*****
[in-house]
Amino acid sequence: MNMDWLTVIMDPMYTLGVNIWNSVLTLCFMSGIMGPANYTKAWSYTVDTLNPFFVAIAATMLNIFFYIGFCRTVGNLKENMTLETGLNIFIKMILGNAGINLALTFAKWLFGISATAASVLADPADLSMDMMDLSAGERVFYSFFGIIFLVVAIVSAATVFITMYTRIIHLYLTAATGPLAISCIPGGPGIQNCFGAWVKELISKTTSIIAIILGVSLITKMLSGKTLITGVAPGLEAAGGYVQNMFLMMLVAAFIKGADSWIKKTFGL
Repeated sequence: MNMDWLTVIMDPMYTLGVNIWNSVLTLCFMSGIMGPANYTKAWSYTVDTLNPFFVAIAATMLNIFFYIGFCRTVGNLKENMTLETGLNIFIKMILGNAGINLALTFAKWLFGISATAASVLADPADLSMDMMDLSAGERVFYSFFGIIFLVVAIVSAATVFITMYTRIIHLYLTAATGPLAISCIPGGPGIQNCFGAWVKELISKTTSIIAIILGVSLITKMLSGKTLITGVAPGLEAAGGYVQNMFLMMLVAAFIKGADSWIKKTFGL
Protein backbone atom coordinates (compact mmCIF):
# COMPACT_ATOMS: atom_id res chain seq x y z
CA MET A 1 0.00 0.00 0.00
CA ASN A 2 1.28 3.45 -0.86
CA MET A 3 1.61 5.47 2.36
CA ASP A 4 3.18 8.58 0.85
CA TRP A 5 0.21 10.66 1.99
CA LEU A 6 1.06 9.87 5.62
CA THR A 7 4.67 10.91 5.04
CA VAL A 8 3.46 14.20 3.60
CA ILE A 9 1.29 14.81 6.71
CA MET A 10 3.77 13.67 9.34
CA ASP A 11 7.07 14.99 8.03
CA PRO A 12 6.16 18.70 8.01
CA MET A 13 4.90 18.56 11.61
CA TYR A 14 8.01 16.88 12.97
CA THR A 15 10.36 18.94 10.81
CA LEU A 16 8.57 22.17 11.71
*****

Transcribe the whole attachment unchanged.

[in-house]
Amino acid sequence: MNMDWLTVIMDPMYTLGVNIWNSVLTLCFMSGIMGPANYTKAWSYTVDTLNPFFVAIAATMLNIFFYIGFCRTVGNLKENMTLETGLNIFIKMILGNAGINLALTFAKWLFGISATAASVLADPADLSMDMMDLSAGERVFYSFFGIIFLVVAIVSAATVFITMYTRIIHLYLTAATGPLAISCIPGGPGIQNCFGAWVKELISKTTSIIAIILGVSLITKMLSGKTLITGVAPGLEAAGGYVQNMFLMMLVAAFIKGADSWIKKTFGL
Repeated sequence: MNMDWLTVIMDPMYTLGVNIWNSVLTLCFMSGIMGPANYTKAWSYTVDTLNPFFVAIAATMLNIFFYIGFCRTVGNLKENMTLETGLNIFIKMILGNAGINLALTFAKWLFGISATAASVLADPADLSMDMMDLSAGERVFYSFFGIIFLVVAIVSAATVFITMYTRIIHLYLTAATGPLAISCIPGGPGIQNCFGAWVKELISKTTSIIAIILGVSLITKMLSGKTLITGVAPGLEAAGGYVQNMFLMMLVAAFIKGADSWIKKTFGL
Protein backbone atom coordinates (compact mmCIF):
# COMPACT_ATOMS: atom_id res chain seq x y z
CA MET A 1 0.00 0.00 0.00
CA ASN A 2 1.28 3.45 -0.86
CA MET A 3 1.61 5.47 2.36
CA ASP A 4 3.18 8.58 0.85
CA TRP A 5 0.21 10.66 1.99
CA LEU A 6 1.06 9.87 5.62
CA THR A 7 4.67 10.91 5.04
CA VAL A 8 3.46 14.20 3.60
CA ILE A 9 1.29 14.81 6.71
CA MET A 10 3.77 13.67 9.34
CA ASP A 11 7.07 14.99 8.03
CA PRO A 12 6.16 18.70 8.01
CA MET A 13 4.90 18.56 11.61
CA TYR A 14 8.01 16.88 12.97
CA THR A 15 10.36 18.94 10.81
CA LEU A 16 8.57 22.17 11.71